Major given hint of more concessions by Sinn Fein: Downing Street urged to end stalemate over declaration as limited ceasefire begins
Belfast-born David McKittrick has been reporting on Northern Ireland since 1971, He has written for the East Antrim Times, the Irish Times and was The Independent's Irish correspondent for many years. He is the author of several books including Making Sense of the Troubles (2000) and Lost Lives (1999).
Monday 04 April 1994
With the limited ceasefire due to come into effect at midnight tomorrow both Gerry Adams and Martin McGuinness called on London to end the present stalemate by agreeing to direct talks with Sinn Fein.
Both used the current republican buzzword - 'potential' - to plant the suggestion that a new situation would result from a decision by John Major to clarify aspects of the Downing Street Declaration.
Mr Major's dismissal of the ceasefire as a cynical exercise has been contradicted by some nationalist leaders. In particular Dr Cahal Daly, the Catholic Primate of All- Ireland, has urged the Government to regard the ceasefire as a genuine effort by the IRA, and to attempt to build on it.
Mr Adams, speaking at a Belfast rally, was at pains to deny that the republican call for clarification was a ploy to get into negotiations. He declared: 'We have questions to ask of London and we require direct dialogue, not protracted deliberations or negotiations.'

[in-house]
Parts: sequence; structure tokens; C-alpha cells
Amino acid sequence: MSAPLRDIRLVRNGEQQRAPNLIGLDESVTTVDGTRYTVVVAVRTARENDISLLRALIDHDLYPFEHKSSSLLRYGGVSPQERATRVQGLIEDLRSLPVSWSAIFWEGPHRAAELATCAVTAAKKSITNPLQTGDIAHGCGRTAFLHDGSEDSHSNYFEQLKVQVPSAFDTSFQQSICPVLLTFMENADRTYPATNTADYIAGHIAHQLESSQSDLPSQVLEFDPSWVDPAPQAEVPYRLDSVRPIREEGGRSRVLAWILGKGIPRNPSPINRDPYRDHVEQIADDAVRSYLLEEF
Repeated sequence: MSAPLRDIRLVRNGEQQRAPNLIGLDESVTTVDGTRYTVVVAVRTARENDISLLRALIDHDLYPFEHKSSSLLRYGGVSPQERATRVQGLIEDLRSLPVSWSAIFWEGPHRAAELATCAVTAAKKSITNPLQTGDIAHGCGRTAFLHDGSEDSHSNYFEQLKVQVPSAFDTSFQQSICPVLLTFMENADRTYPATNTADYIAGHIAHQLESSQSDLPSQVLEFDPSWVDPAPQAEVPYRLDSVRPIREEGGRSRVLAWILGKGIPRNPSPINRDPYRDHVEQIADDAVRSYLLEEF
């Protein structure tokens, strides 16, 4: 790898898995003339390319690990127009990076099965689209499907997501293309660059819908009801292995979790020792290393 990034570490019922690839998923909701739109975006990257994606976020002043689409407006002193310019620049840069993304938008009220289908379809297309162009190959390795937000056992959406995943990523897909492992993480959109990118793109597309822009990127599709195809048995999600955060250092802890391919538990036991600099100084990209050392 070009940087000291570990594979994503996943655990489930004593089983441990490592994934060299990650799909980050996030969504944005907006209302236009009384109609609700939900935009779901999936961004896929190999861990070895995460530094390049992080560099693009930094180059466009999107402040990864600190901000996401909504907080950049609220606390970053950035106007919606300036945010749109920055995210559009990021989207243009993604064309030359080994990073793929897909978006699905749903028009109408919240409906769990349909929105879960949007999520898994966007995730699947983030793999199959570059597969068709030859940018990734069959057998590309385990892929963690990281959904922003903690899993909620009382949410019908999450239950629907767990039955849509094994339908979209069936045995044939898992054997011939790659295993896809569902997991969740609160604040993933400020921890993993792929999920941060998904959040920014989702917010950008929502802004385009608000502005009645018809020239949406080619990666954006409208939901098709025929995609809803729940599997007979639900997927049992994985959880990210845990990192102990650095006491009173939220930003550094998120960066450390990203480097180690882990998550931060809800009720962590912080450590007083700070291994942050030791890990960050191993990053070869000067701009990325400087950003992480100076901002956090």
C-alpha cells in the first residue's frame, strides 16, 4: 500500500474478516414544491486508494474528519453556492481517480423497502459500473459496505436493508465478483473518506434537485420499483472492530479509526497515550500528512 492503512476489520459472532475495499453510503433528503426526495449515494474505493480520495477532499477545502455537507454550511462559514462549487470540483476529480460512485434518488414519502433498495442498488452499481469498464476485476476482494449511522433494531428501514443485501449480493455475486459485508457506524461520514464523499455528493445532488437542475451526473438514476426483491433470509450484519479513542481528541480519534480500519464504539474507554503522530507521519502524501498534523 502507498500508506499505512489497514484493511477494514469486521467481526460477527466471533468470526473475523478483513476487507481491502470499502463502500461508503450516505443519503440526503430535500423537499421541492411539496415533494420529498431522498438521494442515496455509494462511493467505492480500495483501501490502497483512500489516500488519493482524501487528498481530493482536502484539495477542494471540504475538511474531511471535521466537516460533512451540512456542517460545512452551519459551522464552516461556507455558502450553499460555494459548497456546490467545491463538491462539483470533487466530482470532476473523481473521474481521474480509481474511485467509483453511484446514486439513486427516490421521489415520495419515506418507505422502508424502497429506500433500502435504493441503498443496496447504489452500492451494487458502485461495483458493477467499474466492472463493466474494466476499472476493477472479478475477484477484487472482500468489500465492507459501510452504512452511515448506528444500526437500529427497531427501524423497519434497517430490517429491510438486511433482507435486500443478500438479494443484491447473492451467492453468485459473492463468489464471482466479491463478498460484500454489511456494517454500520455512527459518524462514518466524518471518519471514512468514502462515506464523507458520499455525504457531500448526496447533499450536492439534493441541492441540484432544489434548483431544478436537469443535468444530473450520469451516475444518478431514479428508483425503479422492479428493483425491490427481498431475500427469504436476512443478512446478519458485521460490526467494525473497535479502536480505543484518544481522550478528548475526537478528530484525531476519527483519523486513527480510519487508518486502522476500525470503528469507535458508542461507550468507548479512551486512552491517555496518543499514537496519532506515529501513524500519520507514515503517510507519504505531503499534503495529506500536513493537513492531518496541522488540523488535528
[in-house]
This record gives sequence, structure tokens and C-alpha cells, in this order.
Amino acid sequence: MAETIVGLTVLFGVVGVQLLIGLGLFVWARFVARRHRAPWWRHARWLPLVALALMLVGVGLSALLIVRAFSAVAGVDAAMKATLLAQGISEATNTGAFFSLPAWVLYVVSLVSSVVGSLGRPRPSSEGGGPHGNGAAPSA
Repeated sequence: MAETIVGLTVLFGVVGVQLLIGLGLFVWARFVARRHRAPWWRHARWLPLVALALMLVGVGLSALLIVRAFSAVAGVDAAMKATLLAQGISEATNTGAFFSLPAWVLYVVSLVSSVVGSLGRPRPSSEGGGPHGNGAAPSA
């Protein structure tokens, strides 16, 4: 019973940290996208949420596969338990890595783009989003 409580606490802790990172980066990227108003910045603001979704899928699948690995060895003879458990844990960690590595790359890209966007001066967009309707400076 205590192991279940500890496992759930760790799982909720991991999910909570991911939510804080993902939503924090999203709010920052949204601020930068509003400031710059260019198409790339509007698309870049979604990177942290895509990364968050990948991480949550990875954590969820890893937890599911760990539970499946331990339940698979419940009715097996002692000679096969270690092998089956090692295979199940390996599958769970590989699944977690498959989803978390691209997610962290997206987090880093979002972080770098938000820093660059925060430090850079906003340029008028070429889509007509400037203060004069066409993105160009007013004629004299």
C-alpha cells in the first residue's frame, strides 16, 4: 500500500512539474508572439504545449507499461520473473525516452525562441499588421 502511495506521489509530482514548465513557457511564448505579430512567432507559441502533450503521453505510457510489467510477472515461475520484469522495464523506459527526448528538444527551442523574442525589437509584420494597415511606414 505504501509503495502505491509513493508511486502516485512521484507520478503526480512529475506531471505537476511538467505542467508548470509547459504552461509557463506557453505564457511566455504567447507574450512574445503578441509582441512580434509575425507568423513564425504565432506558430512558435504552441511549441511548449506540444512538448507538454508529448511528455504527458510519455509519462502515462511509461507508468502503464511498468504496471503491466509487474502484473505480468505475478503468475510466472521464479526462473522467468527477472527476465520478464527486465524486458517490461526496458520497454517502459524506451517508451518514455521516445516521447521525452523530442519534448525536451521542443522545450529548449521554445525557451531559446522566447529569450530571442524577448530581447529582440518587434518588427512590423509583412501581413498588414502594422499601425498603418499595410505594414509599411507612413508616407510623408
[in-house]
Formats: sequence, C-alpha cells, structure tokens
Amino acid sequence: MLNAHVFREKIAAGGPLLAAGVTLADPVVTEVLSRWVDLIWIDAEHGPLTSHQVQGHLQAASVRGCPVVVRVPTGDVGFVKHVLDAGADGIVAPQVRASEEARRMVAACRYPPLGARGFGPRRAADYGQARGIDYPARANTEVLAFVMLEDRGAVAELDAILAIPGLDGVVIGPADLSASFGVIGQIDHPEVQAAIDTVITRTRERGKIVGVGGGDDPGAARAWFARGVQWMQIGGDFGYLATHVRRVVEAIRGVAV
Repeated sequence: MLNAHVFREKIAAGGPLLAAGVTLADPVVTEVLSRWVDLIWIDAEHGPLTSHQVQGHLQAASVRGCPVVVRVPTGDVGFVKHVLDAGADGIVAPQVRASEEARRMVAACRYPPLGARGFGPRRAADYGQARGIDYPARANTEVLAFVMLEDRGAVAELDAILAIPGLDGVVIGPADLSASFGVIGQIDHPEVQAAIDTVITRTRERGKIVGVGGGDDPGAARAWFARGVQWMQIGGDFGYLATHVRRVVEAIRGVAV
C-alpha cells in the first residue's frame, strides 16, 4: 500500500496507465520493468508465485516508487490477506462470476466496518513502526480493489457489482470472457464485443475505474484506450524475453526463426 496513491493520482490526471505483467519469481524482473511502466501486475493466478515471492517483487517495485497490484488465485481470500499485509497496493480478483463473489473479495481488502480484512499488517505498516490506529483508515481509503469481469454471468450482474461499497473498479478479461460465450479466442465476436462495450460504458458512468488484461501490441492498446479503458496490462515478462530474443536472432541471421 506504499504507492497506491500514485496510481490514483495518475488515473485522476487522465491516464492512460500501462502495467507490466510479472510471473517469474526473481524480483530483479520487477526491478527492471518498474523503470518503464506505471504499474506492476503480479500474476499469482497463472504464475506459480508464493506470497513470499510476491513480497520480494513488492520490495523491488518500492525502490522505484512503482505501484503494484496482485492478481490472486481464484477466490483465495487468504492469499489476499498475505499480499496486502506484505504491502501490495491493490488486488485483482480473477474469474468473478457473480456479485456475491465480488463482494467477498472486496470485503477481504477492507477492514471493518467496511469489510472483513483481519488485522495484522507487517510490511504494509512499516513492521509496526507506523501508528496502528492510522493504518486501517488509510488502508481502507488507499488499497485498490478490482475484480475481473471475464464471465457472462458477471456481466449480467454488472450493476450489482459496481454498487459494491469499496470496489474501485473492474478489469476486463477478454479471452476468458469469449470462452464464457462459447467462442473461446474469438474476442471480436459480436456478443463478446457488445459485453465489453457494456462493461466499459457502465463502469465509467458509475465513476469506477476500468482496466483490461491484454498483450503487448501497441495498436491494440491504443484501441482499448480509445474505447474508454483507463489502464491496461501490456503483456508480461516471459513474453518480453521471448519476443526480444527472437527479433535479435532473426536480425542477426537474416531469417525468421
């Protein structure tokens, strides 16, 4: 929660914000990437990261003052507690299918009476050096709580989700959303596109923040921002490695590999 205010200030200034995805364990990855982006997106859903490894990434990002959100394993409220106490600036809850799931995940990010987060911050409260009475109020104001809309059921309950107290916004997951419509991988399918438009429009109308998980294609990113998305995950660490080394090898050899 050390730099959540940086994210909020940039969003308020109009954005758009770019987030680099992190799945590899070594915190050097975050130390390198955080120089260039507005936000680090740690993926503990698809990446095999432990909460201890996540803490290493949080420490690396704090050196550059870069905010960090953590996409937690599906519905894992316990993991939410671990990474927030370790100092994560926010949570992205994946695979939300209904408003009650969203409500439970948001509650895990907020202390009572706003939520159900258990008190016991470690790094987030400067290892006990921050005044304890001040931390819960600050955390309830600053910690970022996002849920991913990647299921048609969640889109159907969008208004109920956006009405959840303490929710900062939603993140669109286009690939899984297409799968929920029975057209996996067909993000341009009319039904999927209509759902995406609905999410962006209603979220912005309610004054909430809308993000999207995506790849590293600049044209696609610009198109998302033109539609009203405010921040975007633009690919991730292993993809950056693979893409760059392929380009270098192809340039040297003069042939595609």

There is as yet no public sign of movement from the British side on this demand. The Irish government, which is showing increasing signs of impatience and disillusion with the ability of Mr Adams to deliver the republican movement, has bolstered the British position by refraining from echoing the call from Dr Daly.
Dick Spring, the Irish foreign minister, said he did not believe direct talks between the British government and Sinn Fein were possible. He said: 'We are very disappointed at the IRA's token gesture. We believe that we have made enormous efforts over the last number of months. I don't see any prospect of a meeting between the British Government and Sinn Fein at this stage.'
A statement from Downing Street reiterated the Government's position: 'What is needed is not a three-day ceasefire, after which the killing would begin again, but a permanent end to violence.'
At the same time, no one knows all of what is going on behind the scenes at this moment. There will almost certainly be surreptitious activity from potential go-betweens anxious to bridge the gap and move the peace process along.
Logistical considerations within the IRA probably preclude an extension of this week's ceasefire, which is scheduled to end at midnight on Friday. Sinn Fein has already made it fairly clear, however, that it accepts that no early London move towards clarification is likely. The impression is being given, however, that a break in the clarification stalemate could create new opportunities.
Mr Adams gave an interesting insight into republican analysis when he declared: 'The British may not yet be planning to leave Ireland. But they will. I am firmly convinced that they can be persuaded to end the union and to do so in a manner which will permit all of the people of Ireland to come to agreement on a new and stable society on this island.'
Because of this, he said, republicans need not be in a defensive mindset, and should seek to maintain the political offensive. If these issues were addressed properly, he said, then substantial progress was possible.
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